The New Counterinsurgency Era: Transforming the U.S. Military for Modern Wars

The New Counterinsurgency Era: Transforming the U.S. Military for Modern Wars

The New Counterinsurgency Era: Transforming the U.S. Military for Modern Wars

The New Counterinsurgency Era: Transforming the U.S. Military for Modern Wars


Confronting insurgent violence in Iraq and Afghanistan, the U. S. military has recognized the need to "re-learn" counterinsurgency. But how has the Department of Defense with its mixed efforts responded to this new strategic environment? Has it learned anything from past failures?

In The New Counterinsurgency Era, David Ucko examines DoD's institutional obstacles and initially slow response to a changing strategic reality. Ucko also suggests how the military can better prepare for the unique challenges of modern warfare, where it is charged with everything from providing security to supporting reconstruction to establishing basic governance -- all while stabilizing conquered territory and engaging with local populations. After briefly surveying the history of American counterinsurgency operations, Ucko focuses on measures the military has taken since 2001 to relearn old lessons about counterinsurgency, to improve its ability to conduct stability operations, to change the institutional bias against counterinsurgency, and to account for successes gained from the learning process.

Given the effectiveness of insurgent tactics, the frequency of operations aimed at building local capacity, and the danger of ungoverned spaces acting as havens for hostile groups, the military must acquire new skills to confront irregular threats in future wars. Ucko clearly shows that the opportunity to come to grips with counterinsurgency is matched in magnitude only by the cost of failing to do so.


When an insurgency erupted in Iraq in the hot summer of 2003, the U.S. military was unprepared to counter it. Since then, the Department of Defense has painfully relearned a number of old lessons about the nature and conduct of successful counterinsurgency campaigns. in The New Counter- insurgency Era, David Ucko traces the process by which this relearning occurred, creating a worthy successor to Douglas Blaufarb's The Counter- insurgency Era and Richard Downie's Learning from Conflict.

The historical record suggests that a future scholar may have to write yet another book chronicling a similar relearning process. Although the U.S. military has spent more of its history fighting “small wars” than conventional ones, it has generally opted not to institutionalize the lessons it has paid for with blood and treasure. America's top military leaders from George Washington onward have demonstrated varying degrees of antipathy toward preparations for irregular warfare, generally viewing it as an uncivilized and irrelevant anomaly. Dabbling in counterinsurgency is commonly seen as a distraction from the more important business of preparing for major combat operations against comparable enemy forces. Counterinsurgency is something of an affront to the organizational culture of America's military; as one anonymous U.S. Army officer reportedly declared of efforts to adapt the U.S. Army for success in Vietnam, “I'll be damned if I permit the United States Army, its institutions, its doctrine, and its traditions to be destroyed just to win this lousy war.”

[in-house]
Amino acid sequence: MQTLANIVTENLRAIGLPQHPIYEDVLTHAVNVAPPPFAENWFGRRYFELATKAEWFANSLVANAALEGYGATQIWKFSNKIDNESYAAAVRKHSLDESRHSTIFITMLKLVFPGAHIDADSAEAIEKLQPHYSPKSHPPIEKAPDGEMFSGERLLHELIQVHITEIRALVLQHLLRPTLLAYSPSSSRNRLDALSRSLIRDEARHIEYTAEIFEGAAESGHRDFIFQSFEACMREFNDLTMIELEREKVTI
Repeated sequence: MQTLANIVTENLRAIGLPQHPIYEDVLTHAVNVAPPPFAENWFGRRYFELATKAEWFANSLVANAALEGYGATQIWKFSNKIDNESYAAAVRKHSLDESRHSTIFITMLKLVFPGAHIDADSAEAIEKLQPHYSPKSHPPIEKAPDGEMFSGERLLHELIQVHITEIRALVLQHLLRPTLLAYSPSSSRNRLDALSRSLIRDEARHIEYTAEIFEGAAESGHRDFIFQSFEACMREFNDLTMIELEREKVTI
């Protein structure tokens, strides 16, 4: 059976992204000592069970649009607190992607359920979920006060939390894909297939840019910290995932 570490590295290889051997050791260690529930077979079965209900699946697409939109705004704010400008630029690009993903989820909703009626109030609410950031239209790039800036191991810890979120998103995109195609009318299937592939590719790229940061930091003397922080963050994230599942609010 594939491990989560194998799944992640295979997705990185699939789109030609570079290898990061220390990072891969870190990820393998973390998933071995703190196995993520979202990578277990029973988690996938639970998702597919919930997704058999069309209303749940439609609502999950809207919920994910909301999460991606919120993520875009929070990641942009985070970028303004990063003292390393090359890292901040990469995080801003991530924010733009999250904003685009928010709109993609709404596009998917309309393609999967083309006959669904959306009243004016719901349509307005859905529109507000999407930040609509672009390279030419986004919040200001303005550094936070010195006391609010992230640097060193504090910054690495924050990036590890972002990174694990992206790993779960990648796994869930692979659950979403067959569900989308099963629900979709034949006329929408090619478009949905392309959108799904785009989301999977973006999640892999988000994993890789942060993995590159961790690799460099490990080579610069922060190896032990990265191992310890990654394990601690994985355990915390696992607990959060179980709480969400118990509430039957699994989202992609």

In that light, the strides made by the U.S. military to adapt to the demands of irregular warfare during the past several years have been impressive. However, the harder task is institutionalizing these adaptations so that the painful and costly process of relearning counterinsurgency does not have to be repeated. the innovations of operational- and tactical-level commanders in Vietnam were purposefully forgotten by a traumatized military that vowed “no more Vietnams” and refocused on major combat operations, relegating irregular warfare expertise and capabilities to a marginalized Special Operations community. Although the post-Vietnam rebuilding of the Army created the all-volunteer force that triumphed in Operation Desert . . .

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